Monasticism, at least within Christianity, manifests ascetical theology:
Christianity purposes to provide the means to follow Christ so we may enter eternal bliss. Christian perfection is a perfection of love. Attaining this love involves rejecting (or denying) that which is disordered within ourselves, learning to love and trust God, and growing in prayer life toward union with God. This may or may not be accompanied by mystical experiences (for example visions, rapture, or miracles). This progression and the various means by which to traverse it are described in the field of ascetical theology.
The logical extreme is the Desert Fathers who sold all they owned, gave the proceeds to the poor and went into the desert to dedicate themselves to practice prayer and mediation. This movement arose around the time that the church was becoming accepted by society at large. Since there were fewer opportunities to demonstrate dedication to the faith via martyrdom, Christians began choosing radical self-denial. This self-imposed separation from society is, in fact what the word monk means:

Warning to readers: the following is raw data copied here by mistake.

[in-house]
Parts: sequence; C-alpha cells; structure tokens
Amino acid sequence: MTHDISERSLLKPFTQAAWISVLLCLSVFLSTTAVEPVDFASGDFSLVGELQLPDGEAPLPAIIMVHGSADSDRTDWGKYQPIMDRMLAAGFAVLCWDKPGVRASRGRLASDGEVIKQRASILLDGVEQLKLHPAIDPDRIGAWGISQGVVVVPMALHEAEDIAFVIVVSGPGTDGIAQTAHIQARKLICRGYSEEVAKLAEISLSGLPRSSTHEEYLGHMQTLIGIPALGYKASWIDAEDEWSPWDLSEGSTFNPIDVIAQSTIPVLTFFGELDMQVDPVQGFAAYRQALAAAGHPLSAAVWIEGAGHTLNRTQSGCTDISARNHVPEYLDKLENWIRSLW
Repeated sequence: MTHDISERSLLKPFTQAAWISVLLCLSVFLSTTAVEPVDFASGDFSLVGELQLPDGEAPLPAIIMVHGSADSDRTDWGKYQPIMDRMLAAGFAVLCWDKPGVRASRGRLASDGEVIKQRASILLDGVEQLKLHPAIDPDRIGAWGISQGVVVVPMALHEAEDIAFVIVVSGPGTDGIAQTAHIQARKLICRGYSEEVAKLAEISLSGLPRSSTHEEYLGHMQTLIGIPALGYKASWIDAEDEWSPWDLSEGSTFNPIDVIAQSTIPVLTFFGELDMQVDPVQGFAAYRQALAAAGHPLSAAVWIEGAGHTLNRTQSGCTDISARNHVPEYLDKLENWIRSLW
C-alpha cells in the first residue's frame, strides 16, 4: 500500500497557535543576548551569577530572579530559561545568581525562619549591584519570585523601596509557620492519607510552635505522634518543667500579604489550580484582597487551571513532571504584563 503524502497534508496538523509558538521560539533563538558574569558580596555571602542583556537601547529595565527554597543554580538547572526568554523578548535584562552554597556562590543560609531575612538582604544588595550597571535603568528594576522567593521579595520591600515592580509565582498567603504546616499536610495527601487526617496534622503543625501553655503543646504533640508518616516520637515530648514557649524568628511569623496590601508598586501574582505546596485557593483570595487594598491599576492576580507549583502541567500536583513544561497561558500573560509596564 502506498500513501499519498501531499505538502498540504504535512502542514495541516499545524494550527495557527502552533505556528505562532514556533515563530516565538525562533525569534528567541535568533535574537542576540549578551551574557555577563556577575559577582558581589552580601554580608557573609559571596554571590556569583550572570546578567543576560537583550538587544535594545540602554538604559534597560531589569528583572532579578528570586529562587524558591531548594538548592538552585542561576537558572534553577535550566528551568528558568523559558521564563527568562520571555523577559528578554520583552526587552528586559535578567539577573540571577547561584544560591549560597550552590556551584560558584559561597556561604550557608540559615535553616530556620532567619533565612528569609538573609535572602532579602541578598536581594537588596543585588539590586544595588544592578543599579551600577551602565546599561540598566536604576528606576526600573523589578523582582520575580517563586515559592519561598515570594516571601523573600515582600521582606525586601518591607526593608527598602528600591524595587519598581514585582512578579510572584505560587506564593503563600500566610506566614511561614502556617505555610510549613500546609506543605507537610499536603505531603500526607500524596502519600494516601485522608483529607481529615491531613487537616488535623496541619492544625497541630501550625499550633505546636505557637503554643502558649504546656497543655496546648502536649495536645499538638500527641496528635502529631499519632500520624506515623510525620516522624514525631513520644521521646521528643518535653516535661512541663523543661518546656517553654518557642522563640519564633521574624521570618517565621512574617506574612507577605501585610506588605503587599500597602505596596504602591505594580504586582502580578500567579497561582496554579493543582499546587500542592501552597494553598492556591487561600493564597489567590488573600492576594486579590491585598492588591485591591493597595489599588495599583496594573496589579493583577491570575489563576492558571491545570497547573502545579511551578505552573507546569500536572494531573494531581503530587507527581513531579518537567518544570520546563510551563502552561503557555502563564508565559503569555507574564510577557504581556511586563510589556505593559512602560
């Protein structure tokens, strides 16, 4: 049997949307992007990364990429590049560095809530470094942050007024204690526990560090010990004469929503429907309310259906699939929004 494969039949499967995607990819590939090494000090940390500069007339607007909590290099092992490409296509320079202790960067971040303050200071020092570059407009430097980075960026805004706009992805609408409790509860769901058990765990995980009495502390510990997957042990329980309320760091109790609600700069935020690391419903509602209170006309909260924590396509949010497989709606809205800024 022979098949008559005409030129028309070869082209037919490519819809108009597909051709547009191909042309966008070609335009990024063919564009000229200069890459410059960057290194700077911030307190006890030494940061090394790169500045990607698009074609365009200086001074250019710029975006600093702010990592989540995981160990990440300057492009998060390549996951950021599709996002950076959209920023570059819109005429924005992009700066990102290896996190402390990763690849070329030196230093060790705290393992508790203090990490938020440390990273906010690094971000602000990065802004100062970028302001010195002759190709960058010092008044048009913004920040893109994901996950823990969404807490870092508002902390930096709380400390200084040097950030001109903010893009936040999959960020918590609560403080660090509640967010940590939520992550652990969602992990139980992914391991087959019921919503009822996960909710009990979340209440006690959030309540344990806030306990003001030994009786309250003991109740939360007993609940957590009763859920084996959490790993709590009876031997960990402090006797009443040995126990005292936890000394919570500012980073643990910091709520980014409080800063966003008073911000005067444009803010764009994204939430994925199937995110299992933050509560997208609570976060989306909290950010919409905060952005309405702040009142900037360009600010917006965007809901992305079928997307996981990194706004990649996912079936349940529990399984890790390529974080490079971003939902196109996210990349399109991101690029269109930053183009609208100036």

from Greek: μοναχός, monachos, "single, solitary" and Latin monachus
While solitude is important to ascetic practice, many religious orders focus on other vows such as obedience, poverty, silence and chastity. Keeping these vows can be difficult to impossible when in constant contact with people who do not respect them. So monastic orders often operate away from population centers.
However, many convents and monasteries are located in major cities—especially those with religious significance. Rome has so many that there is a service dedicated to helping tourists find accommodation in the facilities that offer guest rooms. Near where I live in Los Angeles, there dozens of monasteries. Presumably they don't focus on strict solitude, but on other aspects of the monastic life.